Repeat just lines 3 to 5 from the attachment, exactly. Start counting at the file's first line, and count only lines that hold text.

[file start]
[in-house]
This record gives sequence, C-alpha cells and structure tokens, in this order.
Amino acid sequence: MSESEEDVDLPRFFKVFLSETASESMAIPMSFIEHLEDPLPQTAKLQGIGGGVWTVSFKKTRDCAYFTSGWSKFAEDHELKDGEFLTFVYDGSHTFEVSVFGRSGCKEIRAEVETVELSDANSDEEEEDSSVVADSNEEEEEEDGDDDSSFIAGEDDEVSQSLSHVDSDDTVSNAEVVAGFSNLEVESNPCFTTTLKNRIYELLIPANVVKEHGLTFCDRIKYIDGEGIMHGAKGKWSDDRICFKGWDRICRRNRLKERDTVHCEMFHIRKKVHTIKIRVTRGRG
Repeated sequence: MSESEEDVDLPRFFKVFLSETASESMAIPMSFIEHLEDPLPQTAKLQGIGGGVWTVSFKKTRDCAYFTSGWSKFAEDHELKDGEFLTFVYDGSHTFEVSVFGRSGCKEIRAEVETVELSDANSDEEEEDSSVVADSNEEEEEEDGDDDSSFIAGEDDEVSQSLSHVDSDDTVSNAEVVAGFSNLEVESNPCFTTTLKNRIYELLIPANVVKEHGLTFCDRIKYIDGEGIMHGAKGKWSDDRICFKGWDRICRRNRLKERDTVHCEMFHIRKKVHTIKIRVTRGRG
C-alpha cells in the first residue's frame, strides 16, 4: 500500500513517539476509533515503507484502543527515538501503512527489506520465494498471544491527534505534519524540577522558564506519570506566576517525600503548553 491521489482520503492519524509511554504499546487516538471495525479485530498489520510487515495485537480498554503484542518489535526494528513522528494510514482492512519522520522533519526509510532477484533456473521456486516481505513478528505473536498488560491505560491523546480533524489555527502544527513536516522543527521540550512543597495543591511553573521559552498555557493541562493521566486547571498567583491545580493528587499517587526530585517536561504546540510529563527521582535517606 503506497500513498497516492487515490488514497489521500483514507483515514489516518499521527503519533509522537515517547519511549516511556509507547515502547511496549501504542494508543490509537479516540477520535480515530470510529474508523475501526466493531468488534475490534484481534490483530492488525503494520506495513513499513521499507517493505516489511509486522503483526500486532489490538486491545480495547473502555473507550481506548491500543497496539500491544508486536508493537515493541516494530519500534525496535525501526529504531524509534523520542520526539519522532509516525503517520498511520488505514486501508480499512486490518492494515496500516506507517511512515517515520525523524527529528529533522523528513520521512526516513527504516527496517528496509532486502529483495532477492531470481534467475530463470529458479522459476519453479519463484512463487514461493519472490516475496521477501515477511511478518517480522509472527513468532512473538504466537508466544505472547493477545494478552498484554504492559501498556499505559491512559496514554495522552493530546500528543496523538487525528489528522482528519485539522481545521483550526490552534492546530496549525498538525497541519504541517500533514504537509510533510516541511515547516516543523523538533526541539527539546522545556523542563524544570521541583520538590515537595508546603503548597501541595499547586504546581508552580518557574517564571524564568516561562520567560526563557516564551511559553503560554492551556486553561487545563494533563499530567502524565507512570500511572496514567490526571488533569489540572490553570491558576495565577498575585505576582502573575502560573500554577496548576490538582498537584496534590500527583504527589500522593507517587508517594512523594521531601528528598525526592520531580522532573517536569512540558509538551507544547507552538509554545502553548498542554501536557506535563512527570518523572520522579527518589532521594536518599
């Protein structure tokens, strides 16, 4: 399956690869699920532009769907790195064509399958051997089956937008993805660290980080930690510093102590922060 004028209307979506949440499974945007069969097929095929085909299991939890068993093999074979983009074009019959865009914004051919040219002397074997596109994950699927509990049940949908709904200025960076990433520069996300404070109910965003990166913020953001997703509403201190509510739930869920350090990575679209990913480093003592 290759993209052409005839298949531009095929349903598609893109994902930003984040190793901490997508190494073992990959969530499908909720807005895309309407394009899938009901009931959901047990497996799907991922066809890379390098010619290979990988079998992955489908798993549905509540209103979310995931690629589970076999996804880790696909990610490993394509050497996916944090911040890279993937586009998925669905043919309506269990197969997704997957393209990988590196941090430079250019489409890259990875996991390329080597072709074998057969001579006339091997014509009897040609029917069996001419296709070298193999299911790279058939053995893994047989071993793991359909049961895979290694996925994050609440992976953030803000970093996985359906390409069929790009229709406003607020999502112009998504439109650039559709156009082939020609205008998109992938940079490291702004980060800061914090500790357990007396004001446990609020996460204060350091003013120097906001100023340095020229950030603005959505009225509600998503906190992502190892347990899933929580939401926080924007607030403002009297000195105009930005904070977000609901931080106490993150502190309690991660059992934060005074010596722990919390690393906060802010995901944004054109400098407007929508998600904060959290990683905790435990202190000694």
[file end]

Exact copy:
Amino acid sequence: MSESEEDVDLPRFFKVFLSETASESMAIPMSFIEHLEDPLPQTAKLQGIGGGVWTVSFKKTRDCAYFTSGWSKFAEDHELKDGEFLTFVYDGSHTFEVSVFGRSGCKEIRAEVETVELSDANSDEEEEDSSVVADSNEEEEEEDGDDDSSFIAGEDDEVSQSLSHVDSDDTVSNAEVVAGFSNLEVESNPCFTTTLKNRIYELLIPANVVKEHGLTFCDRIKYIDGEGIMHGAKGKWSDDRICFKGWDRICRRNRLKERDTVHCEMFHIRKKVHTIKIRVTRGRG
Repeated sequence: MSESEEDVDLPRFFKVFLSETASESMAIPMSFIEHLEDPLPQTAKLQGIGGGVWTVSFKKTRDCAYFTSGWSKFAEDHELKDGEFLTFVYDGSHTFEVSVFGRSGCKEIRAEVETVELSDANSDEEEEDSSVVADSNEEEEEEDGDDDSSFIAGEDDEVSQSLSHVDSDDTVSNAEVVAGFSNLEVESNPCFTTTLKNRIYELLIPANVVKEHGLTFCDRIKYIDGEGIMHGAKGKWSDDRICFKGWDRICRRNRLKERDTVHCEMFHIRKKVHTIKIRVTRGRG
C-alpha cells in the first residue's frame, strides 16, 4: 500500500513517539476509533515503507484502543527515538501503512527489506520465494498471544491527534505534519524540577522558564506519570506566576517525600503548553 491521489482520503492519524509511554504499546487516538471495525479485530498489520510487515495485537480498554503484542518489535526494528513522528494510514482492512519522520522533519526509510532477484533456473521456486516481505513478528505473536498488560491505560491523546480533524489555527502544527513536516522543527521540550512543597495543591511553573521559552498555557493541562493521566486547571498567583491545580493528587499517587526530585517536561504546540510529563527521582535517606 503506497500513498497516492487515490488514497489521500483514507483515514489516518499521527503519533509522537515517547519511549516511556509507547515502547511496549501504542494508543490509537479516540477520535480515530470510529474508523475501526466493531468488534475490534484481534490483530492488525503494520506495513513499513521499507517493505516489511509486522503483526500486532489490538486491545480495547473502555473507550481506548491500543497496539500491544508486536508493537515493541516494530519500534525496535525501526529504531524509534523520542520526539519522532509516525503517520498511520488505514486501508480499512486490518492494515496500516506507517511512515517515520525523524527529528529533522523528513520521512526516513527504516527496517528496509532486502529483495532477492531470481534467475530463470529458479522459476519453479519463484512463487514461493519472490516475496521477501515477511511478518517480522509472527513468532512473538504466537508466544505472547493477545494478552498484554504492559501498556499505559491512559496514554495522552493530546500528543496523538487525528489528522482528519485539522481545521483550526490552534492546530496549525498538525497541519504541517500533514504537509510533510516541511515547516516543523523538533526541539527539546522545556523542563524544570521541583520538590515537595508546603503548597501541595499547586504546581508552580518557574517564571524564568516561562520567560526563557516564551511559553503560554492551556486553561487545563494533563499530567502524565507512570500511572496514567490526571488533569489540572490553570491558576495565577498575585505576582502573575502560573500554577496548576490538582498537584496534590500527583504527589500522593507517587508517594512523594521531601528528598525526592520531580522532573517536569512540558509538551507544547507552538509554545502553548498542554501536557506535563512527570518523572520522579527518589532521594536518599